Ask the Vet: Senior Dog Urinary Accidents
The Problem: I have a small dog who will be 16 in June. She is no longer able to "hold it" through the night and I wake to puddles on my floor. She doesn't seem to be interested in the potty patch. I hate to isolate her or crate her at her age since she is unfamiliar with these things. -Angel Williams Orechovesky
Angel, this problem is not unusual for older dogs but can be difficult to manage without medical help. When I am presented with this situation, my first step is a comprehensive health screening to pinpoint the medical condition behind the problem. Age alone is not a sufficient explanation for her problem.
After a physical exam, a routine lab screening which includes blood work and urinalysis is indicated. The exam can help me determine if there are stones forming in your old girl’s urinary bladder, if she is actually leaking urine, and if there are health problems outside the urinary system which could be contributing to her inability to hold urine through the night like she used to do.
The lab work will indicate whether or not a urinary tract infection is developing, how well her kidneys continue to work, and if other organ systems are involved. These services (exam and senior lab screen) cost about $150 in most veterinary hospitals and give us the majority of the information we need to be able to treat the problem effectively. Sometimes other tests are indicated, but this investment in diagnostics is sufficient for most cases.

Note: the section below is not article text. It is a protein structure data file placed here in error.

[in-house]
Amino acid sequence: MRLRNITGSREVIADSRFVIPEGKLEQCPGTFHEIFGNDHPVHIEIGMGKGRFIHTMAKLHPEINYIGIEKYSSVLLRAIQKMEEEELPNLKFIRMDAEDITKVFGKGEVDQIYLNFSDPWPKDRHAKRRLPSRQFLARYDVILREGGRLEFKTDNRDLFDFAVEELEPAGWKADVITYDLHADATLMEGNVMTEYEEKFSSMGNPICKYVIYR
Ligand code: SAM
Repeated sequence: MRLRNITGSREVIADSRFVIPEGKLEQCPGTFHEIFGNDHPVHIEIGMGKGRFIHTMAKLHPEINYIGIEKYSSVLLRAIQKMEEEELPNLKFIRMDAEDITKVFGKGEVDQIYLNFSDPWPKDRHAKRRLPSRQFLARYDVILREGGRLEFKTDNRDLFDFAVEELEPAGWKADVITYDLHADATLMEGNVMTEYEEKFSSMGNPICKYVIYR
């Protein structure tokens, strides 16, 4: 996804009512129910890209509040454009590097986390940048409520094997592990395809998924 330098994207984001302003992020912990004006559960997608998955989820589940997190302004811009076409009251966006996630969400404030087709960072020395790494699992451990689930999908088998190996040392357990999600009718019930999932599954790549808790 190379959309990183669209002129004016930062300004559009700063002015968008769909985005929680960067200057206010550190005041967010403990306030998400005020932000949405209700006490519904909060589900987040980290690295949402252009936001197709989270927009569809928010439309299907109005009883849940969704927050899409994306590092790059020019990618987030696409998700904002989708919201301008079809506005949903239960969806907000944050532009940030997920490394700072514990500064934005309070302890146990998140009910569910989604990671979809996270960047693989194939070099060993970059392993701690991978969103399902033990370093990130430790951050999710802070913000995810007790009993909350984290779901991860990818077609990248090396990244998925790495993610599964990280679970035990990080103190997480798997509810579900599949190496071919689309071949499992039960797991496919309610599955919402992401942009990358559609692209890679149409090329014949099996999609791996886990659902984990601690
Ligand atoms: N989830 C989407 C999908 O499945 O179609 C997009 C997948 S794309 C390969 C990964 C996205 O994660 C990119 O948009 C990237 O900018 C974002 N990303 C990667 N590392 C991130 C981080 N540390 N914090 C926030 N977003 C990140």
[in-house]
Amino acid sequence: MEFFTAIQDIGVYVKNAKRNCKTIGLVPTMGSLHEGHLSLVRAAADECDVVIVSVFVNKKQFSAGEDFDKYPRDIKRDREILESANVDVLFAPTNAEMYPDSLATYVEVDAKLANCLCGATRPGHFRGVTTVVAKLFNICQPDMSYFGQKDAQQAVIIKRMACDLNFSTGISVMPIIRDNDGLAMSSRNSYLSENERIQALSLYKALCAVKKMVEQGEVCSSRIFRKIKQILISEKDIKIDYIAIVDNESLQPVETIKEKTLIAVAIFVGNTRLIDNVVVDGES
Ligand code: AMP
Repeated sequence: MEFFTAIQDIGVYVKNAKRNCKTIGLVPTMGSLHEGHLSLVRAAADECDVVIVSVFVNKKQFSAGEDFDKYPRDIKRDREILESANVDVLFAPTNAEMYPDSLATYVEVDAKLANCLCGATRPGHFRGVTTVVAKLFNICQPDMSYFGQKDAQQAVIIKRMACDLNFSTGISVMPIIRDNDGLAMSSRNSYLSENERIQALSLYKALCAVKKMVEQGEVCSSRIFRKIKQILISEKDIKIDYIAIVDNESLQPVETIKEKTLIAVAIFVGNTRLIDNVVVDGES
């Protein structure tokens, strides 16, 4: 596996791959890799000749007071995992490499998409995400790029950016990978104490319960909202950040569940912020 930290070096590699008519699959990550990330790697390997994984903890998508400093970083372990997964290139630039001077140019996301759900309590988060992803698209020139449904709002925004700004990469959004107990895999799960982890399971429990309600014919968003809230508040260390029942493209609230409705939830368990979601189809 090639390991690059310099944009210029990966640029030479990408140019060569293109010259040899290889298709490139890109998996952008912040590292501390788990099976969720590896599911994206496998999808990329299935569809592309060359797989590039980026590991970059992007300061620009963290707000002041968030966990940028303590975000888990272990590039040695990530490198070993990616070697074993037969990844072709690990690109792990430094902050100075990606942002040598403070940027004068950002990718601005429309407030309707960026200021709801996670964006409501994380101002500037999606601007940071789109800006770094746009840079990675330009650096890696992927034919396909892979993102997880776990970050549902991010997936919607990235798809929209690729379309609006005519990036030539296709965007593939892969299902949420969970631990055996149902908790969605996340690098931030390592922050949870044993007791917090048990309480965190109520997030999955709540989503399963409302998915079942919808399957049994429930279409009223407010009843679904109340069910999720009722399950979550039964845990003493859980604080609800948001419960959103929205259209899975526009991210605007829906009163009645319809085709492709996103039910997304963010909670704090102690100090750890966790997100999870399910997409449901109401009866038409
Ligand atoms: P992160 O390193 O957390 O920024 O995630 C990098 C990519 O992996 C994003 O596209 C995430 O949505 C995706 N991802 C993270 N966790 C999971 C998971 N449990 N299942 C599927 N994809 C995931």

If a urinary tract infection is indicated, antibiotics to clear the infection will help your sweet girl feel better and reduce her urgency to void during the night. Antibiotics won’t help her if she does not have a urinary tract infection, but may be the only treatment she needs if she does have one. In older dogs, the typical signs of straining to urinate, blood in urine or licking behavior may not be present; the only clinical sign of an infection is often urinary accidents.
Sometimes, with age, dogs lose the muscle tone required to hold urine in the bladder effectively. We can prescribe medications to increase that muscle tone, allowing her to go longer between voiding. This might be the answer for her if she does not have a urinary tract infection, or if she still has accidents after a urinary tract infection is cleared.
Older dogs need to drink more water than younger dogs in order to keep their kidneys healthy, and as they age their kidneys become less efficient at concentrating the urine (retaining water in the body), so the frequency and amount of urine produced increases with age. Your older dog will need to go out regularly, but should be able to maintain a schedule without indoor accidents. Older dogs who have urinary accidents usually have one of the medical conditions I’ve described and will benefit from a visit to the veterinarian – and so will you when you have fewer puddles to clean up in the morning!
Lynne M. Flood, DVM
Daniel Island Animal Hospital
291 Seven Farms Dr Ste 103
Daniel Island, SC 29492